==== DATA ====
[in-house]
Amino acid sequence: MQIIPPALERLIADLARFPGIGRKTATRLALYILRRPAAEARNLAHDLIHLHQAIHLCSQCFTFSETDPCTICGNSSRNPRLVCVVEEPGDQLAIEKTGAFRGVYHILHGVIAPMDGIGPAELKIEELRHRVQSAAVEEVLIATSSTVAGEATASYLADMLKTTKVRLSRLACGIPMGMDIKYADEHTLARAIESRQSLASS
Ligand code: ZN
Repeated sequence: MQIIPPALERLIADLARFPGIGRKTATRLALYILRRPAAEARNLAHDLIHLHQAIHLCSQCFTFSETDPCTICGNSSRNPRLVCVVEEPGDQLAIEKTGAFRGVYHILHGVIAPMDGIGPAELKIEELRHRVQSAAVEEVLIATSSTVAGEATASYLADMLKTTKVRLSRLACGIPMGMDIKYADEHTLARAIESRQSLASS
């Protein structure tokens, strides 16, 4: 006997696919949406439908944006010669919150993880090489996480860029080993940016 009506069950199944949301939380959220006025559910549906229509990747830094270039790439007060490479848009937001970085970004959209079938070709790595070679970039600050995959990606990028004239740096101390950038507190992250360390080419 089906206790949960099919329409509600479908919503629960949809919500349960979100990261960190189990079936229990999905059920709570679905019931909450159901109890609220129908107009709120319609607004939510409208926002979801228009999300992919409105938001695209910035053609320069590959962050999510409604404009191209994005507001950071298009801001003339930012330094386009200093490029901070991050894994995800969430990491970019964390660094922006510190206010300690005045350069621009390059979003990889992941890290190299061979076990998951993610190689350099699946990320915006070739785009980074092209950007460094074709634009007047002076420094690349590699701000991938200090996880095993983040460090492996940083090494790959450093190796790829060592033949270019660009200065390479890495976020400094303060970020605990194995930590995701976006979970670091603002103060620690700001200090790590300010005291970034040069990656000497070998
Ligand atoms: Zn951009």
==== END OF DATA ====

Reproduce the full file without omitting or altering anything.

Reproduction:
[in-house]
Amino acid sequence: MQIIPPALERLIADLARFPGIGRKTATRLALYILRRPAAEARNLAHDLIHLHQAIHLCSQCFTFSETDPCTICGNSSRNPRLVCVVEEPGDQLAIEKTGAFRGVYHILHGVIAPMDGIGPAELKIEELRHRVQSAAVEEVLIATSSTVAGEATASYLADMLKTTKVRLSRLACGIPMGMDIKYADEHTLARAIESRQSLASS
Ligand code: ZN
Repeated sequence: MQIIPPALERLIADLARFPGIGRKTATRLALYILRRPAAEARNLAHDLIHLHQAIHLCSQCFTFSETDPCTICGNSSRNPRLVCVVEEPGDQLAIEKTGAFRGVYHILHGVIAPMDGIGPAELKIEELRHRVQSAAVEEVLIATSSTVAGEATASYLADMLKTTKVRLSRLACGIPMGMDIKYADEHTLARAIESRQSLASS
């Protein structure tokens, strides 16, 4: 006997696919949406439908944006010669919150993880090489996480860029080993940016 009506069950199944949301939380959220006025559910549906229509990747830094270039790439007060490479848009937001970085970004959209079938070709790595070679970039600050995959990606990028004239740096101390950038507190992250360390080419 089906206790949960099919329409509600479908919503629960949809919500349960979100990261960190189990079936229990999905059920709570679905019931909450159901109890609220129908107009709120319609607004939510409208926002979801228009999300992919409105938001695209910035053609320069590959962050999510409604404009191209994005507001950071298009801001003339930012330094386009200093490029901070991050894994995800969430990491970019964390660094922006510190206010300690005045350069621009390059979003990889992941890290190299061979076990998951993610190689350099699946990320915006070739785009980074092209950007460094074709634009007047002076420094690349590699701000991938200090996880095993983040460090492996940083090494790959450093190796790829060592033949270019660009200065390479890495976020400094303060970020605990194995930590995701976006979970670091603002103060620690700001200090790590300010005291970034040069990656000497070998
Ligand atoms: Zn951009």